Google Gets an Upgrade

According to Google’s Grzegorz Czajkowski, many of the things people are involved in can be represented in the form of graph, including professional activities and personal relationships. The company was the first to use advanced graph analysis methods like PageRank to get more from the Web.

Using graphs in a dynamic environment like the society brings a new angle to computational power and scalability. Google applies the Bulk Synchronous Parallel Model in its scalable graph analysis by using a framework known as Pregel. Pregel simplifies the calculation of PageRank and scales clusters autonomously without requiring programmers to intervene manually. As a result, the software engineers have more time to concentrate on the algorithm itself.

The Basics of PageRank

PageRank uses the random suffer model that assumes that Web surfers use a linear method when following links until their interests stop or they stop browsing. All the clicks away from the source documents reduce the PageRank. Of course, the actual process is more complex, with the typical value of PageRank dampening being 0.15.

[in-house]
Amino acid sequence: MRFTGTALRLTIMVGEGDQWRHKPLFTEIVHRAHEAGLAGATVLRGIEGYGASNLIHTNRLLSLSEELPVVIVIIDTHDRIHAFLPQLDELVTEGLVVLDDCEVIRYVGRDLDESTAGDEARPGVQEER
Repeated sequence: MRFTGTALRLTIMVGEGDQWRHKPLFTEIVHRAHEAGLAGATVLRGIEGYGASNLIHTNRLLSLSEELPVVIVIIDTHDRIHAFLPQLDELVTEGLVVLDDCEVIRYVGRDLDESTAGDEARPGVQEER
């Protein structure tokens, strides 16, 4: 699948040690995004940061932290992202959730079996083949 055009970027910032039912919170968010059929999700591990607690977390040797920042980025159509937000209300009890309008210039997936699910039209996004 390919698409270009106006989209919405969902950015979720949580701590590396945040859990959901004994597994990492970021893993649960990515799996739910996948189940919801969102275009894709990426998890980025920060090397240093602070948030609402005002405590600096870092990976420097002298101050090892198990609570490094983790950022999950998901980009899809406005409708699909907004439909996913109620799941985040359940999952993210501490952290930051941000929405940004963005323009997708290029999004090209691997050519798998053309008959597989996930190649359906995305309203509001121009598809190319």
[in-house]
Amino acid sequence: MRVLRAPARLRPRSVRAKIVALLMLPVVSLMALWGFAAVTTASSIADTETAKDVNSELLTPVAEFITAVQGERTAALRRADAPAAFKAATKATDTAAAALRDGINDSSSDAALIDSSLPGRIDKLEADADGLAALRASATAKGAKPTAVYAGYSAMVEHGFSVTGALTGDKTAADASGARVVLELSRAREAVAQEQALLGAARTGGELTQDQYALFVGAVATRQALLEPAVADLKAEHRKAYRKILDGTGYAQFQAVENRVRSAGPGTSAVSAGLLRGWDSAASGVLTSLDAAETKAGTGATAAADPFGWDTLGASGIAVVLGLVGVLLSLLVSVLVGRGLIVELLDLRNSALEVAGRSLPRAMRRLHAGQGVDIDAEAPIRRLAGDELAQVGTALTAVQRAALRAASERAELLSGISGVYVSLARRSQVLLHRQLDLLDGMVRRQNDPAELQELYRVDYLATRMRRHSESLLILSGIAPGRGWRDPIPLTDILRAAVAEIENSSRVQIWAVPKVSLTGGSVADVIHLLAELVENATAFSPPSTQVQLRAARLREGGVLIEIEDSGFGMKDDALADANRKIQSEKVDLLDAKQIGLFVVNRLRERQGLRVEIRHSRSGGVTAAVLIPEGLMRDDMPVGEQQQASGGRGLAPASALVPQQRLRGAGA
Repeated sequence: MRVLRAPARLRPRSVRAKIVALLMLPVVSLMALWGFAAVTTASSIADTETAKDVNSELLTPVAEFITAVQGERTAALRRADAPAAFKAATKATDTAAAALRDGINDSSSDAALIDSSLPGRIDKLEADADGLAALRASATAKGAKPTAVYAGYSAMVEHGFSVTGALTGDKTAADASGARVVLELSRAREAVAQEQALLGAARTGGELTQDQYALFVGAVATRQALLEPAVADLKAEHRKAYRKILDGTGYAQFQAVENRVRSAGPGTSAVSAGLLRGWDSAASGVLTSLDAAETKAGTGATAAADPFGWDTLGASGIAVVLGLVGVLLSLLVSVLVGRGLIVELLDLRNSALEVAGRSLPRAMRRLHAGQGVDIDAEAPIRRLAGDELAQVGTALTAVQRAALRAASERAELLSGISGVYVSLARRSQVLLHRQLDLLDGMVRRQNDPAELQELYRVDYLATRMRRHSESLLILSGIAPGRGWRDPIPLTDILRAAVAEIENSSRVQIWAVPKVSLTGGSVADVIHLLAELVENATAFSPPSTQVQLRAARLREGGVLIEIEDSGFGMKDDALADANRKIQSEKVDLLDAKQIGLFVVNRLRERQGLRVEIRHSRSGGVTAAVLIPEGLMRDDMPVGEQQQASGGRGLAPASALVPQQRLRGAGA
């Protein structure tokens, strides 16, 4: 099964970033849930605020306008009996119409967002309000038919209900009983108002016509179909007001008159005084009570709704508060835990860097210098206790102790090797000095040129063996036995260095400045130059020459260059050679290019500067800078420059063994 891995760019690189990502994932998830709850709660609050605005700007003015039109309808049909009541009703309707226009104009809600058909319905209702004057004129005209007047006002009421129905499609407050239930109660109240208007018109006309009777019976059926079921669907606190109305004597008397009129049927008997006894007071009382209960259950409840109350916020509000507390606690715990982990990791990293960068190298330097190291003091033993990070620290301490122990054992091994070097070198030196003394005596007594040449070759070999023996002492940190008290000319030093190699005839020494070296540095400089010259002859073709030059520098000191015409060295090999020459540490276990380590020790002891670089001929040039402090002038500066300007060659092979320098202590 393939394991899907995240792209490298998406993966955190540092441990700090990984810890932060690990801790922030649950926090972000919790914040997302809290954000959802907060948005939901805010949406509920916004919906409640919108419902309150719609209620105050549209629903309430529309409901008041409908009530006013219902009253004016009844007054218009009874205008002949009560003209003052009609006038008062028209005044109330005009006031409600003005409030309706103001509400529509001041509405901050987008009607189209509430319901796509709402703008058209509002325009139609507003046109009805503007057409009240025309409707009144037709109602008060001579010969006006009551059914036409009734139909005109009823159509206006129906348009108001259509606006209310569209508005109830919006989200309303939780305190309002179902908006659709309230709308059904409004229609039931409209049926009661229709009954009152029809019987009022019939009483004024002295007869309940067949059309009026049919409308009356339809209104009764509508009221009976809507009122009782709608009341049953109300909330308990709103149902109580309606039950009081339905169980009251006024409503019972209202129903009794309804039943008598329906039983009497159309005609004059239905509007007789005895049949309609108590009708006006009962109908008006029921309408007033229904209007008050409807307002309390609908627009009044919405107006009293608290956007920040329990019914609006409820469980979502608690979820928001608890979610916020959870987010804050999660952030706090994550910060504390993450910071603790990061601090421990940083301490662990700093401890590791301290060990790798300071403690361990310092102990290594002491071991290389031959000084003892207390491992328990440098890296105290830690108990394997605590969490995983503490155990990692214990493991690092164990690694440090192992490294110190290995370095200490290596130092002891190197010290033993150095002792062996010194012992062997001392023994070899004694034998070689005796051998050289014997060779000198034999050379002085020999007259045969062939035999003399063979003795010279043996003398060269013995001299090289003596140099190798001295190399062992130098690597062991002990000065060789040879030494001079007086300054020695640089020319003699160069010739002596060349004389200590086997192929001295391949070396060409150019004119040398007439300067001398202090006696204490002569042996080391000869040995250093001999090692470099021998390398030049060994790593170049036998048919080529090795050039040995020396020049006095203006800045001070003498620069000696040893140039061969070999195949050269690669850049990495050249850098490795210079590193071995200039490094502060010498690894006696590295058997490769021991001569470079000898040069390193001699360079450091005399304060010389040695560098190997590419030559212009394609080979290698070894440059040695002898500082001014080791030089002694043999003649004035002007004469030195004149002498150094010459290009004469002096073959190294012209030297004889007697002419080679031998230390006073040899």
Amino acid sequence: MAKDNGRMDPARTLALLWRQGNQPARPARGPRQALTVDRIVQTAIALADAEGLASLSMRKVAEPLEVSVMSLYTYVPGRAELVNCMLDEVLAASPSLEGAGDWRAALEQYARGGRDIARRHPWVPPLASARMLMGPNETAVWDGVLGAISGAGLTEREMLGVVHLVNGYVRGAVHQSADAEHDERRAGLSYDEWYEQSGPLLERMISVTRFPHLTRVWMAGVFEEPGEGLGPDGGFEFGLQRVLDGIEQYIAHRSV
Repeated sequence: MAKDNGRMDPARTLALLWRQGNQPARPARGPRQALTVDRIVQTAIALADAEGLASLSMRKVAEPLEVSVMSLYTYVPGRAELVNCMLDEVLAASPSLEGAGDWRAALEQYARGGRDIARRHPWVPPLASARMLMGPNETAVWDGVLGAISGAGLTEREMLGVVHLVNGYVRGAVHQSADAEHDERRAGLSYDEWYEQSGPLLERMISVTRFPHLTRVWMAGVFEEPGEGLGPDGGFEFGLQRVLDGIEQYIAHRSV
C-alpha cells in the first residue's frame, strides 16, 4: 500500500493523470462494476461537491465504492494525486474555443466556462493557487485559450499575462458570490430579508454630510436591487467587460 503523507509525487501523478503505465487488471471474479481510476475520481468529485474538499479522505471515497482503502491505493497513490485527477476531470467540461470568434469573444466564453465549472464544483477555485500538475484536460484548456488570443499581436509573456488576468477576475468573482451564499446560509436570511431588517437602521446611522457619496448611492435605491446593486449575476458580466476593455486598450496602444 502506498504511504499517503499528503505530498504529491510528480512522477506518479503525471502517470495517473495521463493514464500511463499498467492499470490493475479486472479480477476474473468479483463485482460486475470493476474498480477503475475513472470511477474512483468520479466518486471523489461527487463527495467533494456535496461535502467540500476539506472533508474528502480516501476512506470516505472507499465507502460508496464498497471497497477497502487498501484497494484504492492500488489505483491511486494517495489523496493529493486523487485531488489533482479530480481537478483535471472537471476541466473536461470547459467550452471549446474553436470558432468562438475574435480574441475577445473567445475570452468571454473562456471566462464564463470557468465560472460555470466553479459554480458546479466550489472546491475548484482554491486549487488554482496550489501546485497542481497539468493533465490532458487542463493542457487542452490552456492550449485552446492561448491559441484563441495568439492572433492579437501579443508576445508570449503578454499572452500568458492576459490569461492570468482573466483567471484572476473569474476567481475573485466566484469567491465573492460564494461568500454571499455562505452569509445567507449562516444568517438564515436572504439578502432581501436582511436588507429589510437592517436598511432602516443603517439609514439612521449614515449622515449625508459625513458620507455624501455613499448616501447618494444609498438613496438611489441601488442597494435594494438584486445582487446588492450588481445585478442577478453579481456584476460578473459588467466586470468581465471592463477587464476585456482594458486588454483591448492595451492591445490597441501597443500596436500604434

The entire Web can be treated like a graph, where all the pages and index-able files are regarded as ‘vertices’ and the links as ‘edges.’
The vertices are usually initialised with starting values that, interestingly, make no major influence on the end-result. Pregel runs
through a series of super-steps after initialisation by updating values and sending messages to other vertices.

Related Frameworks and Methodologies

According to Bill Slawski of SEO by the Sea, there’s more behind Pregel and Google, which uses other techniques like FlumeJava and Dremel. The company uses Pregel because it is ‘expressive’ and easy to program.
Software engineers have designed their own frameworks and toolkits, especially when dealing with multi-step graph operations.

Characteristics and Benefits of Dremel

Nested data

Interactive speed

Trillion-record, multi-terabyte datasets

Columnar processing and storage

Aggregation tree architecture

Spam analysis

Analysing crawled Web documents

In situ data access

Crash reporting for Google Products

OCR results from Google Books

Tracking the install of Android Market apps

Resource monitoring for work run in Google’s data centres

Debugging map tiles on Google Maps


Google users started using FlumeJava in May 2009. It is simpler than MapReduce and can control executor and optimizer if necessary. Hundreds of people use pipelines with processing capacities ranging from gigabytes to petabytes every month.
Google employs interchangeable tools and systems that multiple groups can use.